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"Payload to Mars" Added to SpaceX Pricelist (spacex.com)
220 points by paulsutter on May 1, 2016 | hide | past | web | favorite | 107 comments



One Apollo astronaut when criticised by a commentator that the NASA moon budget would be better spent on other humanitarian causes such as feeding the poor in Africa, his response was along the lines of:

The money spent annually on cosmetics in the USA dwarfs the amount spent on the NASA space program. (Can't find reference on the net.)

In 2015, the global cosmetics market was $61B USD [1], that's a roughly the cost of one thousand trips to Geosynchronous Transfer Orbit (GTO) with a 5,500 Kg payload, or a grand total of 5.5 mega tons to GTO.

We have the resources to become a spacefaring race (at least to the neighbouring planets in the solar system), we simply need to prioritise what's really important.

[1] http://www.statista.com/statistics/259217/global-make-up-mar...


This letter [0] from a NASA administrator in reply to a nun may not be what you were referring to, but it is related (and worth reading):

In 1970, a Zambia-based nun named Sister Mary Jucunda wrote to Dr. Ernst Stuhlinger, then-associate director of science at NASA's Marshall Space Flight Center, in response to his ongoing research into a piloted mission to Mars. Specifically, she asked how he could suggest spending billions of dollars on such a project at a time when so many children were starving on Earth.

Stuhlinger soon sent the following letter of explanation to Sister Jucunda, along with a copy of "Earthrise," the iconic photograph of Earth taken in 1968 by astronaut William Anders, from the Moon (also embedded in the transcript). His thoughtful reply was later published by NASA, and titled, "Why Explore Space?"

[0] http://www.lettersofnote.com/2012/08/why-explore-space.html


Wow NASA had over 1% of the budget. Now it's much less - .48% if I recall.

Great letter by the way.


Why is a comparison to the cosmetics industry meaningful?

Any way, it boils down to the fact that Americans thinks NASA gets far more money than it actually does. In 2007 polling found that the on average Americans thought NASA received one fourth of the federal budget; the actual proportion was 0.58% http://blogs.discovermagazine.com/badastronomy/2007/11/21/na.... This works out to a few bucks per year per person. It's amazing what NASA does with so little.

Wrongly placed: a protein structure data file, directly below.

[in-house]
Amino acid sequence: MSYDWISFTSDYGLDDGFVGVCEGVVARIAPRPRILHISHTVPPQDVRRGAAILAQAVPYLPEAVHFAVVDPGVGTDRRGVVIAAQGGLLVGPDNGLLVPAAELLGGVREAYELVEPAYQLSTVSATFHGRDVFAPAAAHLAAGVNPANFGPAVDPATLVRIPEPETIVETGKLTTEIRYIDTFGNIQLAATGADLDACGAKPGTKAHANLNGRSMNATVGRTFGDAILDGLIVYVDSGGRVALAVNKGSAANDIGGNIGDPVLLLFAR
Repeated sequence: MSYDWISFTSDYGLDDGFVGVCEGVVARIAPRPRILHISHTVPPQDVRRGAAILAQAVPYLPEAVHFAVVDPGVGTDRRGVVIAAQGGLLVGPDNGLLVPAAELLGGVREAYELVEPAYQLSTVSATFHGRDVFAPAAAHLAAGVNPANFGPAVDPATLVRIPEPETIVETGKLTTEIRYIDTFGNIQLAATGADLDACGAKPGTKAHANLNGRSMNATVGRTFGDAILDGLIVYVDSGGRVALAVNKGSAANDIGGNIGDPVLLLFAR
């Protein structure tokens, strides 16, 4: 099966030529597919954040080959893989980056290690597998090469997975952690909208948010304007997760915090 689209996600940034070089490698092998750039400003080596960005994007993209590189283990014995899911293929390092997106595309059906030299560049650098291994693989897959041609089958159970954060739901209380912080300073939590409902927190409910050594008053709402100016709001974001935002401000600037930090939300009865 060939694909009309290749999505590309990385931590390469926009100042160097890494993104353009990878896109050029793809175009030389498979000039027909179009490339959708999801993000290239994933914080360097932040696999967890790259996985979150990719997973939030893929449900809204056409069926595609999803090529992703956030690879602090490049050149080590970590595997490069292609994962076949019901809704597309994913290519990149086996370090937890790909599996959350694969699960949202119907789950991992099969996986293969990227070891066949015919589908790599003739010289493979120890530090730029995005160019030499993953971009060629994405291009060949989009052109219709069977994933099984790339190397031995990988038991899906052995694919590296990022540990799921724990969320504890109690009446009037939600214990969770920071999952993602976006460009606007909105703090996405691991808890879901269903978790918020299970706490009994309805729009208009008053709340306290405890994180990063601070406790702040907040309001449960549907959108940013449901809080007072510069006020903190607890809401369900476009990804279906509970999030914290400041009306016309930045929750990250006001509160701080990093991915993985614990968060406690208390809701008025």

Because the word "cosmetic" is the quintessential indicator of something superficial.


Interestingly the word cosmetic, ultimately, descends from the Greek word κόσμος (kosmos) from which the word cosmos comes directly.


Good catch:

kosmetikos "skilled in adornment or arrangement" kosmos "order"

http://etymonline.com/index.php?term=cosmetic&allowed_in_fra...


I wish there was a non-profit that just ran public education campaigns on these kinds of things... general ignorance is the biggest enemy of programs like NASA. Most people don't have a firm understanding of where the government spends its money, the various ways money is collected, and the value of these services.


General ignorance is the biggest enemy of any advance in policy, period.

As far as non-profits for public education, NPR comes pretty close to that.


Worth noting: surveys of Americans finds they think NPRs budget is 5% of the US annual budget.


Do they get ANY money from the federal government? I don't think they do.


NPR's finances are pretty open: http://www.npr.org/about-npr/178660742/public-radio-finances . They get about 5% of their income directly from federal, state, and local governments, and 13% from colleges and universities (which an accountant could probably tease apart to government spending and private spending. I'm not going to try). So yeah, they get a bit of government money, but it's not much of their budget, much less the US budget.


I was referring to things like education ads in mainstream media, to counter misinformation and promote general public awareness... people that tune in to NPR aren't really the problematic demographic.


The phrase "we simply need to prioritise what's really important" should indicate that the poster believes there are things that are objectively more important than others, that peoples current priorities do not match that list, and that cosmetics should be lower.


The general public doesn't know who Abraham Lincoln was or who the colonists fought the Revolutionary War against; I doubt that having a well informed electorate is realistic at the present time.


How about the cost of the F35 (~1.5 trillion projected) which is double the entire NASA budget from 1958-2011 (526 billion).

[0] https://en.wikipedia.org/wiki/Budget_of_NASA


now that just pisses me off. What has or will the F35 deliver to all of humanity vs what NASA has done in its lifetime? If we shifted that money to NASA and other Space eXporation private companies, who knows where we'd be now.


You simply do not understand what cosmetics is about. As Many others in sub-replies to this one. One could say you do not understand human nature, DNA or anthropology. Cosmetics is not about something "unnecessary" it is about increasing your chances with reproduction.